It is little wonder then that 59% of Germans are satisfied with the direction of their country and 85% think their economy is good, both sentiments the greatest in Europe. Germany has outperformed the euro area as a whole every year since 2010, according to the International Monetary Fund.
Two-thirds of Germans have a favorable impression of the EU, compared with just half the public in the six other EU nations surveyed who hold this view. However, they are much more inclined to complain that Brussels has already provided other EU countries with too much financial assistance.
5French are gloomy about the economy
When it comes to the economy, the French remain quite downbeat. Only 9% thought it was doing well last year, just 12% say it is good this year. Such sentiment is much closer to that in Greece, Italy and Spain than it is to the UK and Germany. The French are particularly pessimistic about the trajectory of the economy over the next 12 months, 48% say it will worsen. And the French are overwhelmingly convinced that children today will be worse off financially than their parents. This is the most negative assessment of prospects for the next generation of any country surveyed in the EU.
6Greeks have nothing good to say about the EU
Nobody likes their creditor, especially when the creditor forces a debtor country to tighten its belt. And the Greeks are certainly critical of the European Union. Only 17% have a positive view of the European Central Bank. Greeks also take a dim view of the European Commission and the European Parliament.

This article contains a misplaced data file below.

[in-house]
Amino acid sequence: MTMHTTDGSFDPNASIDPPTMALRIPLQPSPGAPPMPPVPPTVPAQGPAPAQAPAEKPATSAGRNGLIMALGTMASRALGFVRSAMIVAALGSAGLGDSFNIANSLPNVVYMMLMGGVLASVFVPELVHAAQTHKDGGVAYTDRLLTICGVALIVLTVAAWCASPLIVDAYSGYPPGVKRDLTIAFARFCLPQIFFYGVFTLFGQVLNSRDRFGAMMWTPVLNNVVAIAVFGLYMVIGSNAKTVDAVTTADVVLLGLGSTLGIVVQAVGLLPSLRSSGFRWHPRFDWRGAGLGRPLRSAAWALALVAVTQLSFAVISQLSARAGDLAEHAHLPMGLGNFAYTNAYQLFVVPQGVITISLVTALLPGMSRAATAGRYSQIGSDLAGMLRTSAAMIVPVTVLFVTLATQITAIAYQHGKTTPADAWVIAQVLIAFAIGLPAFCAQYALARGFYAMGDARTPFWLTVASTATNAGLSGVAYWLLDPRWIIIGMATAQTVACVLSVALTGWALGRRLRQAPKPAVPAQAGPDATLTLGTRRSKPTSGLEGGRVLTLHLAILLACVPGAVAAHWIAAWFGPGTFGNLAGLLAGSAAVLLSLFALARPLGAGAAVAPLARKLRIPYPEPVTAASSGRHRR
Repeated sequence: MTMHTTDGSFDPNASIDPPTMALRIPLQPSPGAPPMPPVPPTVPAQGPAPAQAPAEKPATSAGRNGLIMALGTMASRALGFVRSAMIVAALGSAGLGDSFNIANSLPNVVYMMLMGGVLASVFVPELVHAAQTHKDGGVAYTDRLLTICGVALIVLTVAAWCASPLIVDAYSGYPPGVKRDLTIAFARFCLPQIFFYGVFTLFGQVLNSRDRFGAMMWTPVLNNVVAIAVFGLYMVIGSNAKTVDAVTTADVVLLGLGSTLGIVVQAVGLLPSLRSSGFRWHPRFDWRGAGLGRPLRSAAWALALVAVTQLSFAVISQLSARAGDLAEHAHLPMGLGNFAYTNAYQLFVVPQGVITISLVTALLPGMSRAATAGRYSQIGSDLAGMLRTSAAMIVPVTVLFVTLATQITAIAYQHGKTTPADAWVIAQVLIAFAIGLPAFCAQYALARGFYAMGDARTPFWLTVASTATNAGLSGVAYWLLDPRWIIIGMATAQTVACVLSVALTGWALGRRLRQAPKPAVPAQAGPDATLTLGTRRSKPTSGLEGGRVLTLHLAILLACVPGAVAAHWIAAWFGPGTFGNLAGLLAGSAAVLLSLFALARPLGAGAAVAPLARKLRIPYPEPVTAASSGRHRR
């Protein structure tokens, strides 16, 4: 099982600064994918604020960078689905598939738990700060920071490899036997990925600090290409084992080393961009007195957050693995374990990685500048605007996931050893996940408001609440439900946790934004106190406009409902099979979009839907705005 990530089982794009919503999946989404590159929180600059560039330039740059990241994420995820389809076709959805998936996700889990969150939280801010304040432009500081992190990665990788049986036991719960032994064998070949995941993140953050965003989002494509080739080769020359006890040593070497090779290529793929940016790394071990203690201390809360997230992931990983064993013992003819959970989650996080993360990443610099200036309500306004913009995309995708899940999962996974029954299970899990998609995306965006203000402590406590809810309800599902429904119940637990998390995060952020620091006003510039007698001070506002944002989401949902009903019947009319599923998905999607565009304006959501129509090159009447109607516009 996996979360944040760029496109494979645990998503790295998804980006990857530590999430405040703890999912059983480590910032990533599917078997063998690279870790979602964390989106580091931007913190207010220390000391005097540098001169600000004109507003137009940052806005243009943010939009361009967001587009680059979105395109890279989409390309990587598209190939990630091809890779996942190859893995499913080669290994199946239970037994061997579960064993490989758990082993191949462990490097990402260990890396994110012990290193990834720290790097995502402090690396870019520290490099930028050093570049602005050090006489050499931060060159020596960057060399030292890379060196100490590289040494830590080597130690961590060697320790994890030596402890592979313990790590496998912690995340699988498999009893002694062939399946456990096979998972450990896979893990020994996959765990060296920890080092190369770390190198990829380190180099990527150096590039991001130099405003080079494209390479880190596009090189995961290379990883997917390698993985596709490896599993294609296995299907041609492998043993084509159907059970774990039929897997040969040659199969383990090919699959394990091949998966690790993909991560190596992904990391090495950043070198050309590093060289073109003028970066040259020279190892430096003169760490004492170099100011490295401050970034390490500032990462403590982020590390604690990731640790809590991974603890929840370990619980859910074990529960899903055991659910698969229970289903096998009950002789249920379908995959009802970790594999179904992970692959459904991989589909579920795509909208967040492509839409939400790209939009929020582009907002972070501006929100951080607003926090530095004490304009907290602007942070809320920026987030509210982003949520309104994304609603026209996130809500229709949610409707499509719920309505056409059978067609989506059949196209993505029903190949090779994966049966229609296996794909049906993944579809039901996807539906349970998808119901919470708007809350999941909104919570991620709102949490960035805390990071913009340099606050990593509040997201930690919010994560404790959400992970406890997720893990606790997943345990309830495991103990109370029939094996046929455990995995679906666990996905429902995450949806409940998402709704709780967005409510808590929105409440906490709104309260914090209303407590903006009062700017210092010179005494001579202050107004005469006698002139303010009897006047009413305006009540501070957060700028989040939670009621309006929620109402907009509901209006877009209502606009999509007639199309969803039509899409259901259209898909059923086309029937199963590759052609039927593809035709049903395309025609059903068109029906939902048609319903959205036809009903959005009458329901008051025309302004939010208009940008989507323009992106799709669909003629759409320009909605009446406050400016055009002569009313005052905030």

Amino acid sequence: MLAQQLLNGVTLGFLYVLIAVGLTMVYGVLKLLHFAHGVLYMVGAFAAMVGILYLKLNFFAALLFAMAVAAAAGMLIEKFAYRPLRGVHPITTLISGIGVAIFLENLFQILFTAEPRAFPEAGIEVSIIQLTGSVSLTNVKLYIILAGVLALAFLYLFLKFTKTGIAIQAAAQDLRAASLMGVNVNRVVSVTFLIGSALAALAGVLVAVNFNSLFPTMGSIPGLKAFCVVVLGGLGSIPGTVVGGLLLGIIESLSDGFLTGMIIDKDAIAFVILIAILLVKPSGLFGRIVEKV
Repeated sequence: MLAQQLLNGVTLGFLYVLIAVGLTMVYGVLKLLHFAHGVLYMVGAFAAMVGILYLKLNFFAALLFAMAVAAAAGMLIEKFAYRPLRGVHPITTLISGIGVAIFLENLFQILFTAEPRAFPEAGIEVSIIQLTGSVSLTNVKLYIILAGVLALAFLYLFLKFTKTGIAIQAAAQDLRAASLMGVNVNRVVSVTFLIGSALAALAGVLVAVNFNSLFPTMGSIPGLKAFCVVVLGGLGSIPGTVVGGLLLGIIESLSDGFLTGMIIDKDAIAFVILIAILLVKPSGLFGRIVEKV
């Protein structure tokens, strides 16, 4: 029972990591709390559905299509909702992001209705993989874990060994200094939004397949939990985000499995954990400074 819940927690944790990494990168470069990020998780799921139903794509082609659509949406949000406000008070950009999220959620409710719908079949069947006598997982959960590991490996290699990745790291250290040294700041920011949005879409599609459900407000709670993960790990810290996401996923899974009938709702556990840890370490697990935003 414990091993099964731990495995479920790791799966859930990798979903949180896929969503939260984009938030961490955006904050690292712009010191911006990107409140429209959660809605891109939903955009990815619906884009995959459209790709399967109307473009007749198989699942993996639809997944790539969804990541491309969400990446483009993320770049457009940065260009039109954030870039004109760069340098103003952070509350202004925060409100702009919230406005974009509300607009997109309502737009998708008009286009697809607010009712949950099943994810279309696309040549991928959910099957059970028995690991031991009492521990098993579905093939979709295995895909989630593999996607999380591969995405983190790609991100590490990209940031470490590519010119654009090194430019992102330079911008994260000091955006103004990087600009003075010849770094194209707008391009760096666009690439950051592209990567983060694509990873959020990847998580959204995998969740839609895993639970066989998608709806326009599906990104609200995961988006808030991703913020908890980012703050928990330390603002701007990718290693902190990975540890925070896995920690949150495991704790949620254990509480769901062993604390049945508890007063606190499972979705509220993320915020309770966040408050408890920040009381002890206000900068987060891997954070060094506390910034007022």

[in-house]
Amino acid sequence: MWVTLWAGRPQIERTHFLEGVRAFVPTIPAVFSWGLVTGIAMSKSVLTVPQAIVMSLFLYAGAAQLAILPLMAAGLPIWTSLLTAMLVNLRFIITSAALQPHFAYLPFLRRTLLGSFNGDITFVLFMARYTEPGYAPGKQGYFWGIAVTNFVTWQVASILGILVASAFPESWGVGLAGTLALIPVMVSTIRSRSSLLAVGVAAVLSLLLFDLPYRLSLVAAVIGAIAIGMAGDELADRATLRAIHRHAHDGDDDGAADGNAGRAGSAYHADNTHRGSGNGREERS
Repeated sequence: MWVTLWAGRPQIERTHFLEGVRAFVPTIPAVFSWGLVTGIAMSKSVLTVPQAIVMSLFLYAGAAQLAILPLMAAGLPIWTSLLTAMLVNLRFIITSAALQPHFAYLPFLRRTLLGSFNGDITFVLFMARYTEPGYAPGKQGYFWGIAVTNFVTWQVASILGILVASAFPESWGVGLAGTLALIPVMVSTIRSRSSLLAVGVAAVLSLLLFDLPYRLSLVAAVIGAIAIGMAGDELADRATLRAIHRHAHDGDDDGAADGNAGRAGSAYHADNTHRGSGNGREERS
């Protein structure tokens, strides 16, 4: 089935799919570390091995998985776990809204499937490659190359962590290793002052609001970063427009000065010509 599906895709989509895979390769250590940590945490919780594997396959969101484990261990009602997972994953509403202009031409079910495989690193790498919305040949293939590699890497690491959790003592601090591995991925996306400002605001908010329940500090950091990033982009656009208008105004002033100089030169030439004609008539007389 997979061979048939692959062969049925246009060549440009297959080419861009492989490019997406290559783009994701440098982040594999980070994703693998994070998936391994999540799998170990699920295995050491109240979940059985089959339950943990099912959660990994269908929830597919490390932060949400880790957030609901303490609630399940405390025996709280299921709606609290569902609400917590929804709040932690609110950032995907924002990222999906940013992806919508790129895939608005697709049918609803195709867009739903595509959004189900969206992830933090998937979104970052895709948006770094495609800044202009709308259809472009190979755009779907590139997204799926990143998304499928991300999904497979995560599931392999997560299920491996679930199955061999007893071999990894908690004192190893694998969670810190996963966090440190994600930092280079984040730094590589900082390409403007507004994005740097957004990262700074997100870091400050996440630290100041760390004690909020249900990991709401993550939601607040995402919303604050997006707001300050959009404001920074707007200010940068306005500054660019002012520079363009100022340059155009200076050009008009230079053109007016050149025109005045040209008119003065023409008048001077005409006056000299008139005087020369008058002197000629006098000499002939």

Greeks are also more alienated from the EU than other Europeans surveyed. More than eight-in-ten complain that the EU is intrusive in their daily lives. Other Europeans agree, but are less upset about it. Similarly, 85% of Greeks say the EU is out of touch, significantly greater alienation than that in other parts of Europe. And roughly two-thirds of Greeks view the EU as inefficient, a sentiment they share with other Europeans.
7The Spanish are in the middle
The Spanish are among those who are downbeat on the economy, but there are signs that things are relatively improving. Only 8% of the Spanish see their economy as doing well at the present time, but a third of the Spanish expect their economy to improve over the next 12 months. That is not a great deal of public optimism but it is second only to the British (45%).
Moreover, the proportion of the Spanish who expect the economy to worsen over the next year has actually declined by 26 percentage points, from 47% in 2012 and 2013 to 21%. Nevertheless, 93% of the Spanish say joblessness is a very big national problem and three-quarters voice the view that public debt (75%) and inequality are very important concerns (74%).
While Spanish support for the European Union has not improved significantly since last year, EU favorability among young Spanish – those ages 18 to 29 – has improved markedly, from 46% to 58%, despite the fact that roughly half of all young Spanish are unemployed. And 68% of the Spanish want to retain the euro and not go back to using the peseta.
Bruce Stokes is director of global economic attitudes at Pew Research Center.